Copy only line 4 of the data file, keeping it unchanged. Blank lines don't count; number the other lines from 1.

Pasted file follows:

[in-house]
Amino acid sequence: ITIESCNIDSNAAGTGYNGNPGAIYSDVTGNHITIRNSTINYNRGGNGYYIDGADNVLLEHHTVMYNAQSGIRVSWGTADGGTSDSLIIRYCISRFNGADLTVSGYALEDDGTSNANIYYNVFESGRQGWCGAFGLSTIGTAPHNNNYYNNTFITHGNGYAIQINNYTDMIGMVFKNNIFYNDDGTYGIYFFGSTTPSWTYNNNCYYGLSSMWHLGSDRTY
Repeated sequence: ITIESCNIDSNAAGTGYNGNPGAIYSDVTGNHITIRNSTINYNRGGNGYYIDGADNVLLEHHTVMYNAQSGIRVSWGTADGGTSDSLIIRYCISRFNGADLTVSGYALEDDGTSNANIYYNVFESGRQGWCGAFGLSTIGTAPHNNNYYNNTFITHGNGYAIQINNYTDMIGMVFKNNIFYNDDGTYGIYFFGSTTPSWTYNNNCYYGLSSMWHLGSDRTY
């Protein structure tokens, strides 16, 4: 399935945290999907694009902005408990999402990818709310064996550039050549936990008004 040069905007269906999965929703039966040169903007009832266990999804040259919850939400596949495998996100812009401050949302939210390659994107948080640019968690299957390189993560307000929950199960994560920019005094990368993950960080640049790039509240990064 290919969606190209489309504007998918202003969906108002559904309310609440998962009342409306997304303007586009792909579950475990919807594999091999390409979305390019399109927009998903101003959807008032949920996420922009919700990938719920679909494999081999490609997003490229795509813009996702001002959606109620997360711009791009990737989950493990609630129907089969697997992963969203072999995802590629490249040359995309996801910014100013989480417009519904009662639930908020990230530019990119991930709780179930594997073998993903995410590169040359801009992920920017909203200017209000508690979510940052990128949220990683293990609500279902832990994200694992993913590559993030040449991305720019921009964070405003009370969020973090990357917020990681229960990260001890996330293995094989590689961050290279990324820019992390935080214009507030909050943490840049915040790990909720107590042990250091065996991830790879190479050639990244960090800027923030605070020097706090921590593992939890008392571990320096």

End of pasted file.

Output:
């Protein structure tokens, strides 16, 4: 399935945290999907694009902005408990999402990818709310064996550039050549936990008004 040069905007269906999965929703039966040169903007009832266990999804040259919850939400596949495998996100812009401050949302939210390659994107948080640019968690299957390189993560307000929950199960994560920019005094990368993950960080640049790039509240990064 290919969606190209489309504007998918202003969906108002559904309310609440998962009342409306997304303007586009792909579950475990919807594999091999390409979305390019399109927009998903101003959807008032949920996420922009919700990938719920679909494999081999490609997003490229795509813009996702001002959606109620997360711009791009990737989950493990609630129907089969697997992963969203072999995802590629490249040359995309996801910014100013989480417009519904009662639930908020990230530019990119991930709780179930594997073998993903995410590169040359801009992920920017909203200017209000508690979510940052990128949220990683293990609500279902832990994200694992993913590559993030040449991305720019921009964070405003009370969020973090990357917020990681229960990260001890996330293995094989590689961050290279990324820019992390935080214009507030909050943490840049915040790990909720107590042990250091065996991830790879190479050639990244960090800027923030605070020097706090921590593992939890008392571990320096």